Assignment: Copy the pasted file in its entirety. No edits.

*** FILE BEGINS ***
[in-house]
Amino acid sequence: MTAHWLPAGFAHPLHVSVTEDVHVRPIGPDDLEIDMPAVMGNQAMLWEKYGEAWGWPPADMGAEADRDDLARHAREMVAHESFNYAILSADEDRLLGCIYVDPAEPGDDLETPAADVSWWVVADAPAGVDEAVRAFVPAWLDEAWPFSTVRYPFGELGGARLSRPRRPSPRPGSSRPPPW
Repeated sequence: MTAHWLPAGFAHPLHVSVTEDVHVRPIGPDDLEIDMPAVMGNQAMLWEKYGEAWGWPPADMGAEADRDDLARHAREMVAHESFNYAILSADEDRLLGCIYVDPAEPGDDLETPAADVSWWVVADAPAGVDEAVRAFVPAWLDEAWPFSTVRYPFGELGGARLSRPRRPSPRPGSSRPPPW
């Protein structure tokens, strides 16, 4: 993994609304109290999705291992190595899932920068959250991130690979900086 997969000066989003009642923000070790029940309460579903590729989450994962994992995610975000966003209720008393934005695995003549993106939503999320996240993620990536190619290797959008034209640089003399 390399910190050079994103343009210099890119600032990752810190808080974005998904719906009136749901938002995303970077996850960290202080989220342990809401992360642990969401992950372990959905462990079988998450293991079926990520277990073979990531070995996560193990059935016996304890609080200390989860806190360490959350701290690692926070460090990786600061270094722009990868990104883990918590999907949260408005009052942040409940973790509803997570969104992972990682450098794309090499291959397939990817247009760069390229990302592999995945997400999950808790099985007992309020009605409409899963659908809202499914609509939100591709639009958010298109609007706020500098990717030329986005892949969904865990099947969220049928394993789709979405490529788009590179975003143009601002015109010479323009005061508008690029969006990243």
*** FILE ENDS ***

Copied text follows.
[in-house]
Amino acid sequence: MTAHWLPAGFAHPLHVSVTEDVHVRPIGPDDLEIDMPAVMGNQAMLWEKYGEAWGWPPADMGAEADRDDLARHAREMVAHESFNYAILSADEDRLLGCIYVDPAEPGDDLETPAADVSWWVVADAPAGVDEAVRAFVPAWLDEAWPFSTVRYPFGELGGARLSRPRRPSPRPGSSRPPPW
Repeated sequence: MTAHWLPAGFAHPLHVSVTEDVHVRPIGPDDLEIDMPAVMGNQAMLWEKYGEAWGWPPADMGAEADRDDLARHAREMVAHESFNYAILSADEDRLLGCIYVDPAEPGDDLETPAADVSWWVVADAPAGVDEAVRAFVPAWLDEAWPFSTVRYPFGELGGARLSRPRRPSPRPGSSRPPPW
């Protein structure tokens, strides 16, 4: 993994609304109290999705291992190595899932920068959250991130690979900086 997969000066989003009642923000070790029940309460579903590729989450994962994992995610975000966003209720008393934005695995003549993106939503999320996240993620990536190619290797959008034209640089003399 390399910190050079994103343009210099890119600032990752810190808080974005998904719906009136749901938002995303970077996850960290202080989220342990809401992360642990969401992950372990959905462990079988998450293991079926990520277990073979990531070995996560193990059935016996304890609080200390989860806190360490959350701290690692926070460090990786600061270094722009990868990104883990918590999907949260408005009052942040409940973790509803997570969104992972990682450098794309090499291959397939990817247009760069390229990302592999995945997400999950808790099985007992309020009605409409899963659908809202499914609509939100591709639009958010298109609007706020500098990717030329986005892949969904865990099947969220049928394993789709979405490529788009590179975003143009601002015109010479323009005061508008690029969006990243």